Vines throughout the valley are progressing through a process called veraison. Veraison is a French word signaling the start of the ripening process.Changes occur throughout the vine during this phase, but most importantly, veraison is when berries begin to ripen.
During veraison, berries become soft and take on the characteristic colors of the variety.Cabernet Sauvignon and Merlot grapes begin to change from green to red. From veraison until harvest, the berries will increase in size, weight and sugar content.The canes change from green to a woody brown,developing the strength needed to carry the weight of the grapes.
While veraison progresses, commercial and home growers take steps to protect the crop before harvest. Beginning with bud break in the spring, grape growers must constantly manage powdery mildew (Uncinulanecator) and botrytis (Botrytis cinerea).
In many vineyards, the spores that cause powdery mildew and botrytis are ubiquitous.A powdery mildew infection appears as a blue fungus on individual berries or bunches. Botrytis affects the internal tissues of the berry or the entire bunch. Berries split and fungal spores can proliferate. In both cases, home gardeners should remove and dispose of infected bunches to prevent wind from spreading the spores to healthy fruit. Spores of both diseases can also over-winter on vine bark and infect grapes the following year.
Grapes need leaves and sunshine to ripen. Monitoring the amount of leaves, their placement and their health is referred to as canopy management. Growers remove leaves at the base of the canes surrounding grape bunches to allow for light penetration and airflow. Then they continue to observe weather conditions and how the vineyards are oriented to the sun. They may do limited leaf removal on the west side during July and August. Over-exposing the crop can cause sunburn and bunch rot.
Home grape growers need to observe their microclimates and placement of buildings when determining how to manage the canopy. Irrigation is another way to manage canopy health. The goal is to keep the canopy healthy without promoting too much growth. During the final stages before harvest, growers mustmake irrigation decisions based on the size of the canopy, the weather, the age of the vineyard and the available soil moisture. Overstressed vines can lose leaves needed to complete ripening.
Pest management is always top of mind for growers. Vertebrate pests are a constant concern, but as ripening progresses, vineyard managers begin looking to the sky for other pests that enjoy ripe, sweet berries. Birds can devastate an entire crop. Growers use noisemakers and reflectors to deter them, but those methods may have limited or only short-term benefits. Netting may be used if bird pressure is high.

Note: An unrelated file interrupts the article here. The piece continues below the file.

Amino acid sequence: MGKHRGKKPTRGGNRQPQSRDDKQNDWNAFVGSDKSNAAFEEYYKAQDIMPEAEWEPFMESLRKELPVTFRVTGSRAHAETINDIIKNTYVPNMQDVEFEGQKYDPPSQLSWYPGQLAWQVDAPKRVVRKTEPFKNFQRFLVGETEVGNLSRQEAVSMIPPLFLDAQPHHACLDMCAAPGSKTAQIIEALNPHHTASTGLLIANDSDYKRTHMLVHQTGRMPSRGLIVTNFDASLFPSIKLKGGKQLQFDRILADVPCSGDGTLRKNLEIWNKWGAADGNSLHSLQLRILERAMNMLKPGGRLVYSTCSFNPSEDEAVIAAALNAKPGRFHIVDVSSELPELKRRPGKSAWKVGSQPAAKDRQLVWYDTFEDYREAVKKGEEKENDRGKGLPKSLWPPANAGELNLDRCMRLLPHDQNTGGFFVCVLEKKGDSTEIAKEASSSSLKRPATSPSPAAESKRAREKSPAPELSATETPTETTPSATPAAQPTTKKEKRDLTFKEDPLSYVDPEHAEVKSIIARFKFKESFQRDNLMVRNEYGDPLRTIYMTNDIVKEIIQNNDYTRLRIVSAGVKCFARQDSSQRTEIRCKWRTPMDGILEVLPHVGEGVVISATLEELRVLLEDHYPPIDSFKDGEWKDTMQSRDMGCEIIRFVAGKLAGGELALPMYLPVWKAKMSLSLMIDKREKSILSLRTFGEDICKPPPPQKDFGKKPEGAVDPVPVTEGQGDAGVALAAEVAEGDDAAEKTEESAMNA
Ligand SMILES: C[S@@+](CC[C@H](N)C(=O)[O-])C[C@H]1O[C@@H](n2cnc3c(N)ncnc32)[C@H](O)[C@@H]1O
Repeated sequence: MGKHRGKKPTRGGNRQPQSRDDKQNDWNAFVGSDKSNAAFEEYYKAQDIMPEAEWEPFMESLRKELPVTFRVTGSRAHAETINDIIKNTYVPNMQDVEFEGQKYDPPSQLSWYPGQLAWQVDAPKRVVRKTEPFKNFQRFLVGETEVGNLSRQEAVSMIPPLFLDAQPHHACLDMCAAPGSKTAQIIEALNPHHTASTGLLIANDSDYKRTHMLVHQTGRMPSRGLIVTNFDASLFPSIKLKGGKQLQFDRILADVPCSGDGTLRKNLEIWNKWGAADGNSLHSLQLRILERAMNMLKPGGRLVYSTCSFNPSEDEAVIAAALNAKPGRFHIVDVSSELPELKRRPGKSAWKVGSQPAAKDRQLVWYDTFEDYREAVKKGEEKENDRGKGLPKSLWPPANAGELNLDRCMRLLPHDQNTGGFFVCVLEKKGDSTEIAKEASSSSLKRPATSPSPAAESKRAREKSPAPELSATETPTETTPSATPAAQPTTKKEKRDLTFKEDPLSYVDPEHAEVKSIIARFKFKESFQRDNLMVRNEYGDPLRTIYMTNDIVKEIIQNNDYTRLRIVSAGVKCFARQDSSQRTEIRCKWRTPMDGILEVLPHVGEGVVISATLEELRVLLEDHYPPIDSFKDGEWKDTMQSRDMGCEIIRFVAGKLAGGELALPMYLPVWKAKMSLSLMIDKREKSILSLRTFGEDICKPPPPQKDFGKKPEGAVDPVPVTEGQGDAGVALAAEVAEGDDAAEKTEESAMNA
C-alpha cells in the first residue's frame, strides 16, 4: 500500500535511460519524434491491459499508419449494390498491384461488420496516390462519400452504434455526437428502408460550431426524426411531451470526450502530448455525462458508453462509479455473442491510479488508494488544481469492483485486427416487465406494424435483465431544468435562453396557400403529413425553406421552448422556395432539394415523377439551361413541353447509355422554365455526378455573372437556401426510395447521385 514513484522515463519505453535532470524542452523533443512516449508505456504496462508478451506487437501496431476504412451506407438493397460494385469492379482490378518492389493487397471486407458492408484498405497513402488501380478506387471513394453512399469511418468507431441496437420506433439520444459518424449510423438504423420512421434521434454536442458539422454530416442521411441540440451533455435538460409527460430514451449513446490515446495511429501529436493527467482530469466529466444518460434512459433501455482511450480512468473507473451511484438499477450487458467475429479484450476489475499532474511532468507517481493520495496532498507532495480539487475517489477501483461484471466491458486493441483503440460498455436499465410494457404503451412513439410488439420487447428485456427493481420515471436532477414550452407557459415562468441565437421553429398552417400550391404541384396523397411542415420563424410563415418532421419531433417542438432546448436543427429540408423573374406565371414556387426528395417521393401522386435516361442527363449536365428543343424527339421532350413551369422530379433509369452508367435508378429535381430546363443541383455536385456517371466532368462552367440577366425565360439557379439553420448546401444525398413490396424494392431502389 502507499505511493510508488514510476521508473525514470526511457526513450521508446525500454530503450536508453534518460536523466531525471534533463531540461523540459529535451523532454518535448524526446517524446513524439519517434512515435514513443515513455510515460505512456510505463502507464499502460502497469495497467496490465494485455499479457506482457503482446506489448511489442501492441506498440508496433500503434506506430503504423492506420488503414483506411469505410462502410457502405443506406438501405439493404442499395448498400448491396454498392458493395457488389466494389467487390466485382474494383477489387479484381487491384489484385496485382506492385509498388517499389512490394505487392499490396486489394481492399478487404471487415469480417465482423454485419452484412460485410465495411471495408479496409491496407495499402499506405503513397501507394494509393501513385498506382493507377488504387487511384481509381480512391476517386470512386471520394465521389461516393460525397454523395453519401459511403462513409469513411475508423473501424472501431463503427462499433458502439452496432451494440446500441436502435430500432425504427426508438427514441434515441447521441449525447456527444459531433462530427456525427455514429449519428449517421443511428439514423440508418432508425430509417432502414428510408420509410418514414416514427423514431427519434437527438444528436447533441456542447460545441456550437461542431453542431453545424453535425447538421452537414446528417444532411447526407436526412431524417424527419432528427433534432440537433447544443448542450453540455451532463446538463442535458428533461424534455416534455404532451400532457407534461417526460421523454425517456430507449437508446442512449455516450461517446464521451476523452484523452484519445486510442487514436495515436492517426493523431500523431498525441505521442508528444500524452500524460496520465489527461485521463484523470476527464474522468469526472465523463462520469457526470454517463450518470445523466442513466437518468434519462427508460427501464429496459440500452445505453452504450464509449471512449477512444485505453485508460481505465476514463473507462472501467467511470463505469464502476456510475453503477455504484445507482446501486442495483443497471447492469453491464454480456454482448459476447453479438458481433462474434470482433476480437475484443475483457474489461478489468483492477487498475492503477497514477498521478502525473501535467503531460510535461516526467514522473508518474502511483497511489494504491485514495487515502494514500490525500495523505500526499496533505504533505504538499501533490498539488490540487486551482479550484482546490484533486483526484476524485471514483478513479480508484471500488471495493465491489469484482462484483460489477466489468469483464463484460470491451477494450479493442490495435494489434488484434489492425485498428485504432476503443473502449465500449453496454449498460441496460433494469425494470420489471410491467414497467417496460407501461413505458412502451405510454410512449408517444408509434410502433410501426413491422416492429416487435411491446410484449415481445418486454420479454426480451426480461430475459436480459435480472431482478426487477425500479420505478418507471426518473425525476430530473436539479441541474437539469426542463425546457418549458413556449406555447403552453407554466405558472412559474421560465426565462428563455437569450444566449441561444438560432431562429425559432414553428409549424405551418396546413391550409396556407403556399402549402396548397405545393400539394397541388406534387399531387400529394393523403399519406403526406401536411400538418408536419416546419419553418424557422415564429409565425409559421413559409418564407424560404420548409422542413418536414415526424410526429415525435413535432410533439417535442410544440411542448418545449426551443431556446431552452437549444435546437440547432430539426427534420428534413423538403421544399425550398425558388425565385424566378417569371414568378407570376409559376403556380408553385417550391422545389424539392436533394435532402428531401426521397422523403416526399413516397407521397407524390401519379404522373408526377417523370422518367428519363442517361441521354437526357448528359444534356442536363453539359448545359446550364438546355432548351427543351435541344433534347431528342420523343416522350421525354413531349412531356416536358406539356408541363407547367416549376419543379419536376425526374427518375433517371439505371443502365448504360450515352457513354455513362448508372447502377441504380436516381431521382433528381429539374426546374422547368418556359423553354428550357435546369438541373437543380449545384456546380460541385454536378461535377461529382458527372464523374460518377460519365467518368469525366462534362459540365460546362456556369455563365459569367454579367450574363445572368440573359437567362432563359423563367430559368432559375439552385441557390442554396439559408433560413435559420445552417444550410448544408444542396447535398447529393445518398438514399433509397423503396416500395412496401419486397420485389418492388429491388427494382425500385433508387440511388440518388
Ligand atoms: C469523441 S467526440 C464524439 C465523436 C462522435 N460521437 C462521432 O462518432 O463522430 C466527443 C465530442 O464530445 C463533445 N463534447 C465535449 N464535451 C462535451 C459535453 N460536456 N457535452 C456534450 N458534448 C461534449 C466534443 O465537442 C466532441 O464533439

Bird netting is positioned on both sides of the vine row, protecting the fruit zone throughout the vineyard. It must be installed early, before hungry birds sense that the crop is sweet. If it is installed too tightly, birds can pierce the grapes while hanging onto the netting.
In the weeks preceding harvest, growers also mow or disk the vineyard floor to minimize weed seed production and to improve access by picking crews. This constant attention to detail protects our valley's most valuable crop and gets the winemaking off to a promising start.
Garden Tour: The Master Gardeners of Napa County invite you to attend their sixth garden tour, “Down the Garden Path,” on Sunday, September 13. On this self-guided educational tour, you will see seven gardens owned by Master Gardeners in and around the City of Napa. These gardens illustrate how Napa County Master Gardeners use University of California research-based horticultural information to develop and maintain their own gardens.Tickets: $30 advance / $35 day of event. Purchase tickets here: http://bit.ly/1fqLJZe. Or you can purchase tickets at the Master Gardener office (address below). For more information, call 707-253-4143.
Workshop: Napa County Master Gardeners will hold a workshop on “Home Vineyard: Part 2” on Saturday, August 15, from 9:30 a.m. to 2 p.m. (with a 30-minute lunch break. Learn what to do and what to look for and how to plan for harvest and crush in the vineyard, testing the must, managing the vines after crush, and preparing for winter and the next growing season. Master Gardeners with home vineyards will present this workshop, and answer your questions.Please bring a sack lunch, comfortable clothes and shoes for walking through the experimental vineyard. Location is the University of California Oakville Experimental Station, 1380 Oakville Grade Road, Napa. Online registration (credit card only)Mail-in registration (cash or check only)
Master Gardeners are volunteers who help the University of California reach the gardening public with home gardening information. Napa County Master Gardeners ( http://ucanr.org/ucmgnapa/) are available to answer gardening questions in person or by phone, Monday, Wednesday and Friday, 9 a.m. to Noon, at the U. C. Cooperative Extension office, 1710 Soscol Avenue, Suite 4, Napa, 707-253-4143, or from outside City of Napa toll-free at 877-279-3065. Or e-mail your garden questions by following the guidelines on our web site. Click on Napa, then on Have Garden Questions? Find us on Facebook under UC Master Gardeners of Napa County.